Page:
When her mom and friends tried to encourage her, saying there’s a reason for everything, Burdett responded, “There’s not a reason for this.”

But maybe there was.

She prayed God would give her something — something she could hold on to, to give her a sense of purpose.

About then, searching online, she came across Ms. Wheelchair Idaho.

That caught her attention. No one, she learned, had run for this title in seven years.

“Maybe that’s what I need to do,” she recalled thinking at the time. “That’s my cause. This is my purpose.”

As Burdett began to find out more about the program, her excitement grew. It could open doors for herself and for others, too.

“Maybe this is why I was put in the wheelchair,” she said.

She reached out to organizers. There was a lengthy application process and interviews. What they wanted to know was, would Devyn Burdett be a good advocate as Ms. Wheelchair Idaho.

Yes, came the answer. The title was hers. An official ceremony to recognize her is set for Feb. 20 in Coeur d’Alene.

That’s only the beginning.

“That’s where my advocacy comes in as bringing that awareness that we want to do stuff, too,” she said.

Burdett plans to increase opportunities for others facing similar challenges. She is reaching out to businesses about adaptive tools for those with both short- and long-term disabilities, and wants to start a local adaptive sports program.

She’s opening conversations with outdoor organizations to have equipment for those with special needs to try zip lining, fishing and skiing and golfing.

Through her title and platform, Burdett intends on working with companies to raise funds to do just that.

Her goals, as she made clear, are big. Along those lines, she plans to ski, golf and is training for Bloomsday with her daughter.

She also plans to participate in Ms. Wheelchair America in August in Grand Rapids, Mich.

A fundraiser is underway at GoFundMe to cover costs for her to make the trip. The goal is $5,000 and it is organized by Brooke Miller, owner of Beau Monde Clothing Outlet and a Burdett sponsor as Ms. Wheelchair Idaho.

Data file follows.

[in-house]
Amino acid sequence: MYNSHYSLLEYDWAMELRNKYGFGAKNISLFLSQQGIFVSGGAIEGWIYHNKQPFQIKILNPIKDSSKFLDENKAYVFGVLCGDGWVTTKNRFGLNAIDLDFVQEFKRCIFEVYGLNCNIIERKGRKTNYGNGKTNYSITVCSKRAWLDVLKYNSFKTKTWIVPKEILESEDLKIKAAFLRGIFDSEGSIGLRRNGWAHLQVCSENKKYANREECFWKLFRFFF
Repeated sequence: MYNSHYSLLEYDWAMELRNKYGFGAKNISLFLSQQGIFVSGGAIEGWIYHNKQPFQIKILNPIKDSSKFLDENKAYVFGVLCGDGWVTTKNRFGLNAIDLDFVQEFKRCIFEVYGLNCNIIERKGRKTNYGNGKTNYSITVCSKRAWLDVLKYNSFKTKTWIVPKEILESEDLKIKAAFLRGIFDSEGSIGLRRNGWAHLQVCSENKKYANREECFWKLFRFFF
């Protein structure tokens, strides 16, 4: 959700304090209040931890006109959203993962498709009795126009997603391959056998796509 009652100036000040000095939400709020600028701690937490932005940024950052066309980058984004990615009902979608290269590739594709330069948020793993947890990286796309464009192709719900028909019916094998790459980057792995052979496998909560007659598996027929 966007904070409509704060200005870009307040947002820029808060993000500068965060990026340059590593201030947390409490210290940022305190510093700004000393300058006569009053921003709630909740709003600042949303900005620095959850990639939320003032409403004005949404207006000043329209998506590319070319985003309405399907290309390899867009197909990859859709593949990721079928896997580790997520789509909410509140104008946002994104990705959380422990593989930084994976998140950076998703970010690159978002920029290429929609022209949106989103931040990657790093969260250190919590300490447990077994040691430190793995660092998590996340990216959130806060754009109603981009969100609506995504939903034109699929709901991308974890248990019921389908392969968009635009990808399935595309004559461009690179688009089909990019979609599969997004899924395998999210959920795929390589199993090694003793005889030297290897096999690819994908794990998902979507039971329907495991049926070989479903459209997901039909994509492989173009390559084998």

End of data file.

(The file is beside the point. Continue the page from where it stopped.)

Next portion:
“The mission of Ms. Wheelchair America is to provide an opportunity of achievement for women who happen to be wheelchair users to successfully educate and advocate for the more than 64 million Americans living with disabilities,” Miller wrote on the website. “Unlike traditional beauty pageants, Ms. Wheelchair America is not a contest to select the most attractive individual. It is instead a competition based on advocacy, achievement, communication and presentation to select the most accomplished and articulate spokeswoman for persons with disabilities.”

Will she walk again?

Burdett doubts it.

“They don’t think so. Every test they do I still don’t have any function or feeling down there,” she said. “At first they thought it was only going to be few weeks, but it’s been almost a year and there’s still no function coming back.”

But she won’t let it stop her.

She’s scheduling appearances as Ms. Wheelchair Idaho this year at celebrations and festivals in Coeur d’Alene, St. Maries, Sandpoint and Boise. She will be organizing a Ms. Wheelchair Idaho pageant for next year, too.

Burdett loves North Idaho. She knows how beautiful it is, and she wants people with special needs to be able to enjoy its outdoors just as much as everyone else.

“My main platform is people are not alone,” she said. “You’re not alone. You can make a change.”